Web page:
Amazon’s Balance On A Razor’s Edge

I’ve criticized Amazon in this blog on a few occasions. Most of that criticism centers on what appears to be a groping, fitful and, at times, inexplicable strategy behind its search for new hit products and services.

I’ve thought more about the company this week following a must-read story courtesy of The New York Times that peers unflinchingly at the upside and downside of the hyper competitiveness of its workforce and news that the Amazon was parting ways with “dozens” of engineers. There are always two sides to every story, but the Times piece was especially harsh.

At its core, the problem leading to what I’ve described as groping and the extent to which employees feel mistreated may just be Amazon’s razor-thin profit margins.

For all of its proliferation of new products and services, it remains primarily focused on e-commerce and selling goods that are broadly available on countless other sites. Amazon is leading a race to the bottom that rewards offering the lowest price.

The result: Amazon’s profit margin has hovered between 1% and -2% since June 2011. By comparison, Walmart’s profit margin regularly clocks in at around 3%. Amazon also competes for a much smaller piece of the total retail pie than its brick-and-mortar competition. That’s because e-commerce, for all its growth, still accounts for only 7.2% of total retail sales.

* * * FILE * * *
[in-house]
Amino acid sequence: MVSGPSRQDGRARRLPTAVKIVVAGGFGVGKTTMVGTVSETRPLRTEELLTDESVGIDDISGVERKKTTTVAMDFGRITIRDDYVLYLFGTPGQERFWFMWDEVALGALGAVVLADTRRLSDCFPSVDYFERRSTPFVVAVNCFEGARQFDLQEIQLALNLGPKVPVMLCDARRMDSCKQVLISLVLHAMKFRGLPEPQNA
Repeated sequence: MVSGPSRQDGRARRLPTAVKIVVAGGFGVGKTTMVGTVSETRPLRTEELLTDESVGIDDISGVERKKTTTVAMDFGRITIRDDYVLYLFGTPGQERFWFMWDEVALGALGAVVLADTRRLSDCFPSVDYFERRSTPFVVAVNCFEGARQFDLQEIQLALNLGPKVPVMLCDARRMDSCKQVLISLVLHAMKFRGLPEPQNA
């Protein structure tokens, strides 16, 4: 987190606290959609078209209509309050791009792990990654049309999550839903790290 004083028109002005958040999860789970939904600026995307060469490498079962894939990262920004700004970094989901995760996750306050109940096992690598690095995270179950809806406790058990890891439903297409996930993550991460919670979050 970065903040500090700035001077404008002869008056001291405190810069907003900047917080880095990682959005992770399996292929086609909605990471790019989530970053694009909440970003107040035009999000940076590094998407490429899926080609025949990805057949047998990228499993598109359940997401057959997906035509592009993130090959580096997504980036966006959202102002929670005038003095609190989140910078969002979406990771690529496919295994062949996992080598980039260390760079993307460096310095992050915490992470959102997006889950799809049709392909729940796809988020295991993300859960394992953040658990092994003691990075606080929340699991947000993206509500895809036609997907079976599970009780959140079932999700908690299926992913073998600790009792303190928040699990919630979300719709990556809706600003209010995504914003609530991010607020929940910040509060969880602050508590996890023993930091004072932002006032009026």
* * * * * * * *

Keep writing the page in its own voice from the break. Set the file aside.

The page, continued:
Consequentially, Amazon has little margin for error. It has to find ways to encourage consumers to buy more stuff, hence the failed Fire tablet and smartphone – devices the company anticipated would make it easier for consumers to buy more stuff from Amazon – thought to be behind the layoffs.

It also explains the company’s attempt to sweeten the appeal of its Prime service by adding TVs and movies, including several of its own production.

In other words, all its maneuvering outside of its core retailing business really is just an attempt to grow core revenues, since the only way to accrue significant wealth at such low margins is through massive volume.

In such an environment, a sustained period of declining profitability or stalled revenues could cause severe damage, especially if a significant portion of its workforce stays with the company in spite of lousy conditions in the hopes of cashing in on stock options.

It also stands to reason that it would impact hiring, work-life quality, and firing practices, too. When you’re so close to the red, it puts enormous pressure on finding the right people and squeezing out of them everything they have.

I’ve worked for companies facing stiff headwinds. Every day felt like an exercise in emergency room triage. Those same sorts of pressures may be at the heart of what really drives Amazon today.

 

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